Sayed Ali Tabatabai writes in "Burhan'i Ma'asir" (Hyderabad, 1936, p. 260) that Shah Tahir had adopted taqiya and did never tell of his real faith. Sayed Zakir Hussain also writes in "Tarikh-i Islam" (Delhi, 1918, 1st vol., p. 386) that Shah Tahir came from Iran and converted Burhan Shah to Shiism, and adopted taqiya in the court.
In 950/1543, Burhan Nizam Shah sent Khurshah bin Qubad al-Hussaini, a close relative to Shah Tahir as an ambassador in Iran at the court of Shah Tahmasp, who received him at Qazwin. Shah Tahmasp sent a letter to Shah Tahir in appreciation with many gifts for the endorsement of Shiism in Nizam Shahi state in Ahmadnagar. In return, Shah Tahir's son Shah Hyder was also sent from Ahmadnagar to Iran on a goodwill mission; who was yet in Iran when Shah Tahir died in Ahmadnagar in 956/1549 during the time of Imam Nuruddin Ali (d. 957/1550).
Shah Tahir had four sons and three daughters, in which Shah Hyder was an elder being born in Iran, and rest in India, namely Shah Rafiuddin, Shah Abul Hasan and Shah Abu Talib. Shah Tahir's brother Shah Jafar was also persecuted violently by the Safavids in Iran, who also came in India and attached with the administration of the state. The mission in guise of Shah Tahir had been continued by his successors, viz. Hyder bin Shah Tahir (d. 994/1586), Sadruddin Muhammad bin Hyder (d. 1032/1622), Muinuddin bin Sadruddin (d. 1054/1644), Atiyyatullah bin Muinuddin (d. 1074/1663), Aziz Shah bin Atiyyatullah (d. 1103/1691), Muinuddin II bin Aziz Shah (d. 1127/1715), Amir Muhammad bin Muinuddin II (d. 1178/1764), Hyder II bin Muhammad al-Mutahhar (d. 1201/1786) and Amir Muhammad bin Hyder al-Bakir, whose biography is not known. The modern writers of Momin-Shahis however makes Amir Muhammad bin Hyder al-Bakir as their last fortieth Imam in the line of Momin Shah (d. 738/1337). It is learnt that the Syrian Momin-Shahis, after sending in vain in India to locate the descendants of Amir Muhammad bin Hyder in 1304/1887, the bulk of them transferred their allegiance to the Imam of Kassim-Shahi line.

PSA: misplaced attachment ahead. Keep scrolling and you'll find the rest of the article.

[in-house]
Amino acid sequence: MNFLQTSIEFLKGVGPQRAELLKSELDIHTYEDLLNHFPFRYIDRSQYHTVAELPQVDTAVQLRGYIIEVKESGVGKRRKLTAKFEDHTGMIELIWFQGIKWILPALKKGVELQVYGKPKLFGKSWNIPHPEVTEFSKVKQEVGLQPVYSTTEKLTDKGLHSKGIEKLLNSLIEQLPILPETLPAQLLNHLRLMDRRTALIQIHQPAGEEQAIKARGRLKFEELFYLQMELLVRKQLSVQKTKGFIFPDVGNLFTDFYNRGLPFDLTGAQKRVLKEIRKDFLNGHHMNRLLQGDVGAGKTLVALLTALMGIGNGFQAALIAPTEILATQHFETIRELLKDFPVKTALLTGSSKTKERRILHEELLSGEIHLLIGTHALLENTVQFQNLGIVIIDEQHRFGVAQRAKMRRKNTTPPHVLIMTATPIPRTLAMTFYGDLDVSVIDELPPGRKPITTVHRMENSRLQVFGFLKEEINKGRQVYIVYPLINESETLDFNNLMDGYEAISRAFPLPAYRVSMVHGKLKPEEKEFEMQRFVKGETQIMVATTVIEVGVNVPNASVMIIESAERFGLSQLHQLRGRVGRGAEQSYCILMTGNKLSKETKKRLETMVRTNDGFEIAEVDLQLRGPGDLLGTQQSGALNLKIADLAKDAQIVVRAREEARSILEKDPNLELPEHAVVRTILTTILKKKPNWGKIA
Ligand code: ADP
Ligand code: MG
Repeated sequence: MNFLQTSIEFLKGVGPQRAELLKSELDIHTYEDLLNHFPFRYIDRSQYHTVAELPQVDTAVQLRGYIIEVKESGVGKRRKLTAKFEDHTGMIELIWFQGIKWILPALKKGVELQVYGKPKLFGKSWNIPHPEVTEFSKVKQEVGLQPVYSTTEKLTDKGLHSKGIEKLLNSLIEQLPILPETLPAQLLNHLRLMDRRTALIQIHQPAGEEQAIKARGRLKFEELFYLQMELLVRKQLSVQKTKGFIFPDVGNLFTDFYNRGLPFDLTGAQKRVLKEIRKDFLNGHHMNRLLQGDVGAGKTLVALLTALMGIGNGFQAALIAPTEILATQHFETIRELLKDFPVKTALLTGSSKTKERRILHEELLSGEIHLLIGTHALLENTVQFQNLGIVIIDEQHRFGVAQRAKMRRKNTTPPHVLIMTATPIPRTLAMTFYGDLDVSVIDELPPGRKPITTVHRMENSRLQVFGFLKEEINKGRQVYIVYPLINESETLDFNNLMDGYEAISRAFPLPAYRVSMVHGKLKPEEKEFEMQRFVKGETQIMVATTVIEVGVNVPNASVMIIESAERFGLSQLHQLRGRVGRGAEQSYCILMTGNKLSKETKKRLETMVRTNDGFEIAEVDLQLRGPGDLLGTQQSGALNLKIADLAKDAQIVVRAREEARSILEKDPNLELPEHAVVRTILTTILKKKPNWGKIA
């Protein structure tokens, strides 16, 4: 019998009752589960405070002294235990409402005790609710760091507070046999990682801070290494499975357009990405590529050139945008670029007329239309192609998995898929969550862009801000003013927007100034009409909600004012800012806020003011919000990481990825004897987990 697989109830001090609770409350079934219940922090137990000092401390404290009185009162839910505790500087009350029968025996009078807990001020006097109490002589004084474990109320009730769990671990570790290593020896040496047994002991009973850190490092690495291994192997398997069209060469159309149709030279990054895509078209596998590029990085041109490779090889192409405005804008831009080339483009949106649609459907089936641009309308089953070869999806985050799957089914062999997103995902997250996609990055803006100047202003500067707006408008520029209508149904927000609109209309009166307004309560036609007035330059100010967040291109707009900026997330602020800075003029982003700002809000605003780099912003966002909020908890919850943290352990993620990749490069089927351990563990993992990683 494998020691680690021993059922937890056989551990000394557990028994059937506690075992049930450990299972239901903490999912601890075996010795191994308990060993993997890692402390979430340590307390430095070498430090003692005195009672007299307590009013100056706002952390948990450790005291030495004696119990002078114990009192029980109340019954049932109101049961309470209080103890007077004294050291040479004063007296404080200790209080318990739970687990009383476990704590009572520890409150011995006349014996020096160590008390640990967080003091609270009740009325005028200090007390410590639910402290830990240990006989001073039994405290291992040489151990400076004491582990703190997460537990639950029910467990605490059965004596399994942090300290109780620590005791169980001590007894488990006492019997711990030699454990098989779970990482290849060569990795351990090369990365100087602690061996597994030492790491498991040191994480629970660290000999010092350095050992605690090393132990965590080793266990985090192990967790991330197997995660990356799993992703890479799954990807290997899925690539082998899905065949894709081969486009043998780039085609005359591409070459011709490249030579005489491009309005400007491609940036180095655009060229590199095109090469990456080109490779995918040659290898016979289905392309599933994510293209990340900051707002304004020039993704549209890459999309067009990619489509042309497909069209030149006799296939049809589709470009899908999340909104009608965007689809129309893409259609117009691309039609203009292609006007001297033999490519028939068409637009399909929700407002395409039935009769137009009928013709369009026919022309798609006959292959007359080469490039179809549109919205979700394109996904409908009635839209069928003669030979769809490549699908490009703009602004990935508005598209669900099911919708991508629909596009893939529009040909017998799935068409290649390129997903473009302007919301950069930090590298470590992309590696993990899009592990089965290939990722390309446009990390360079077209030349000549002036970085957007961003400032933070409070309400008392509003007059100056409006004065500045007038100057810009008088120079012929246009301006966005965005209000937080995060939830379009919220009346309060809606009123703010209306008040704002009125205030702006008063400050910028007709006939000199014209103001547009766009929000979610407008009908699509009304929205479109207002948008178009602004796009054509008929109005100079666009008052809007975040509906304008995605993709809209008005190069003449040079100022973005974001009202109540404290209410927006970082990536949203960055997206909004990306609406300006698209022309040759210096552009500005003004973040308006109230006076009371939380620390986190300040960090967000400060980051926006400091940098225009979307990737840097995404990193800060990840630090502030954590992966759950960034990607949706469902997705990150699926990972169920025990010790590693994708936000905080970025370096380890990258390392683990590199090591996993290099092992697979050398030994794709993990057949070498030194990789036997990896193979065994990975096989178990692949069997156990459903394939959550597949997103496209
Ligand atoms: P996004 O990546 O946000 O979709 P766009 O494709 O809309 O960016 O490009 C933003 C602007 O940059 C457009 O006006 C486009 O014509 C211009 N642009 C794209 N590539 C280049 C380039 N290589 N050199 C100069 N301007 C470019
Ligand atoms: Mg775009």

It should be remembered that being a learned Ismaili preacher, Shah Tahir's method differed starkly with the usual dawa system. If he was a Twelver, he certainly needed nothing to leave Iran, where he had good opportunity at the Safavid court. Farhad Daftary writes in "The Ismailis: their History and Doctrines" (London, 1990, p. 489) that, "One must bear in mind, however, that Shah Tahir and other Nizari leaders of the period were obliged to observe taqiya very strictly. It is certain that Shah Tahir propagated his form of Nizari Ismailism in the guise of Twelver Shiism, which was more acceptable to the Muslim rulers of India who were interested in cultivating friendly relations with the Twelve Shi'i Safawid dynasty of Persia."
Imam Abuzar Ali is said to have returned to Anjudan in 912/1507 after getting congenial atmosphere. He maintained his cordial ties with the local amirs, elites and the Safavids. Abuzar Ali is said to have betrothed to Sabira Khatoon, the daughter of Shah Ismail, and was granted the title of Amir al-Umra (chief of the chiefs). This matrimonial relationship suggests a close tie of the Imam with the ruling power in the mantle of the Twelver.
Imam Abuzar Ali died in 915/1509 and was buried in Anjudan. The Russain scholar W.Ivanow had visited Anjudan in 1937 to collect the details from the inscriptions of then existing graves and mausoleums of the Ismaili Imams. He failed to locate the grave of Abuzar Ali in Anjudan. But, before him, Muhammad Taqi bin Ali Reza, who compiled "Athar-i Muhammadi" in 1893 had visited Anjudan before the migratiion of Imam Aga Hasan Ali Shah in 1842. He had discovered the grave of Abuzar Ali, and writes, "Imam Abuzar Ali had been invested the honorific title of Amir al-Umra, whose description is still preserved on the marble slab of Imam's grave" (pp. 65-66). It tenaciously corroborates to the fact that the grave of the Imam in Anjudan had been decayed before the visit of W.Ivanow, and it is, of course, possible that the same would have been happened with the grave of Imam Murad Mirza.